From the Division of Pulmonary and Critical Care Medicine (Drs Suhail Raoof and Irugulpati), New York Methodist Hospital, Brooklyn, NY; the Department of Radiology (Dr Feigin), The Johns Hopkins University, Baltimore, MD; the Division of Pulmonary and Critical Care Medicine (Dr Sung), Beth Israel Medical Center, New York, NY; the Department of Radiology (Dr Sabiha Raoof), Jamaica Hospital Medical Center, Jamaica, NY; and the Department of Pulmonary and Critical Care Medicine (Dr Rosenow), Mayo Clinic, Rochester, MN.

Correspondence to: Suhail Raoof, MD, FCCP, Division of Pulmonary and Critical Care Medicine, New York Methodist Hospital, 506 Sixth St, Brooklyn, NY 11215; e-mail: sur9016@nyp.org

Reproduction of this article is prohibited without written permission from the American College of Chest Physicians (http://www.chestpubs.org/site/misc/reprints.xhtml).

Financial/nonfinancial disclosures: The authors have reported to CHEST the following conflicts of interest: Dr Sung was the principal investigator for Broncus Technologies 2007 to 2009. Drs Suhail Raoof, Feigin, Sabiha Raoof, Irugulpati, and Rosenow have reported that no potential conflicts of interest exist with any companies/organizations whose products or services may be discussed in this article.


Chest. 2012;141(2):518-527. doi:10.1378/chest.11-0331

Part 2 of this review of ICU scoring systems examines how scoring system data should be used to assess ICU performance. There often are two different consumers of these data: lCU clinicians and quality leaders who seek to identify opportunities to improve quality of care and operational efficiency, and regulators, payors, and consumers who want to compare performance across facilities. The former need to know how to garner maximal insight into their care practices; this includes understanding how length of stay (LOS) relates to quality, analyzing the behavior of different subpopulations, and following trends over time. Segregating patients into low-, medium-, and high-risk populations is especially helpful, because care issues and outcomes may differ across this severity continuum. Also, LOS behaves paradoxically in high-risk patients (survivors often have longer LOS than nonsurvivors); failure to examine this subgroup separately can penalize ICUs with superior outcomes. Consumers of benchmarking data often focus on a single score, the standardized mortality ratio (SMR). However, simple SMRs are disproportionately affected by outcomes in high-risk patients, and differences in population composition, even when performance is otherwise identical, can result in different SMRs. Future benchmarking must incorporate strategies to adjust for differences in population composition and report performance separately for low-, medium- and high-acuity patients. Moreover, because many ICUs lack the resources to care for high-acuity patients (predicted mortality >50%), decisions about where patients should receive care must consider both ICU performance scores and their capacity to care for different types of patients.


Chest. 2012;141(2):528-544. doi:10.1378/chest.11-0773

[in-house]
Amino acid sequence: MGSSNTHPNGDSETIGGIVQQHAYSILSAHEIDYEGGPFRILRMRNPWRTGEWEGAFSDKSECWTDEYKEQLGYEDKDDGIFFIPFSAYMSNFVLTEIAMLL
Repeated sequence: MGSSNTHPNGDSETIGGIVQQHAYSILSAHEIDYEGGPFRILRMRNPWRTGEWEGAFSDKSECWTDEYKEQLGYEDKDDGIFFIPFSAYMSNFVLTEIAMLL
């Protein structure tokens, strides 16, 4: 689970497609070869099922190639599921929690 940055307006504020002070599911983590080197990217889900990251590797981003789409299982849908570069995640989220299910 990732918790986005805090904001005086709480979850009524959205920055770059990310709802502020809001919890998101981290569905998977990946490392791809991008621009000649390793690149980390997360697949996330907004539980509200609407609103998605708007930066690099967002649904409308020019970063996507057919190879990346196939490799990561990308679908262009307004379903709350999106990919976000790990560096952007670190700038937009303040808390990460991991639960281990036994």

There is a strong association between sleep-related problems and neurologic diseases. Neurologic diseases of the CNS can directly cause sleep problems when sleep-wake mechanisms associated with the ascending reticular activating system are involved. The major sleep disorders associated with neurologic problems are outlined in the International Classification of Sleep Disorders, 2nd edition, as hypersomnias of central origin, sleep-related breathing disorders, the insomnias, circadian rhythm sleep disorders, sleep-related movement disorders, parasomnias, and sleep-related epilepsy. In a patient with CNS disease and excessive sleepiness, sleep-related breathing disorders should be a first concern, given the known association between obstructive sleep apnea (OSA) and cerebrovascular disease and the potential confounding effects that OSA might have on an otherwise compromised ischemic CNS penumbra. A basic knowledge of the anatomy and physiology of the sleep-wake mechanisms provides a rationale for pharmacologic intervention. Nonpharmacologic treatments are also important, especially when sleep-related breathing disorders are a concern. In addition, as patients with neurologic diseases are often prone to the adverse effects of many medications, the specific treatment regimen for any given individual should always include good sleep hygiene practices that use cognitive behavioral therapy.


Chest. 2012;141(2):560-563. doi:10.1378/chest.11-1493

LightRWBallWCJr.Glucose and amylase in pleural effusionsJAMA19732253257260CameronJLKiefferRSAndersonWJZuidemaGDInternal pancreatic fistulas: pancreatic ascites and pleural effusionsAnn Surg19761845587593MetzgerJBGaragusiVFKerwinDMPulmonary oxalosis caused by Aspergillus nigerAm Rev Respir Dis19841293501502PottmeyerEWIIIFreyCFMatsunoSPancreaticopleural fistulasArch Surg19871226648654RockeyDCCelloJPPancreaticopleural fistula. Report of 7 patients and review of the literatureMedicine (Baltimore)1990696332344BurgessNAMooreHEWilliamsJOLewisMHA review of pancreatico-pleural fistula in pancreatitis and its managementHPB Surg1992527986LaiCCLiawSJHsiaoYCEmpyema thoracis due to Rhizopus oryzae in an allogenic bone marrow transplant recipientMed Mycol20064417578SahnSAPleural effusions of extravascular originClin Chest Med2006272285308Rojas-SolanoJRLightRWBrenes-DittelABlack pleural fluid [in Spanish]Arch Bronconeumol2009452103104LiaoWCChenCHTuCYBlack pleural effusion in melanomaCMAJ20101828E314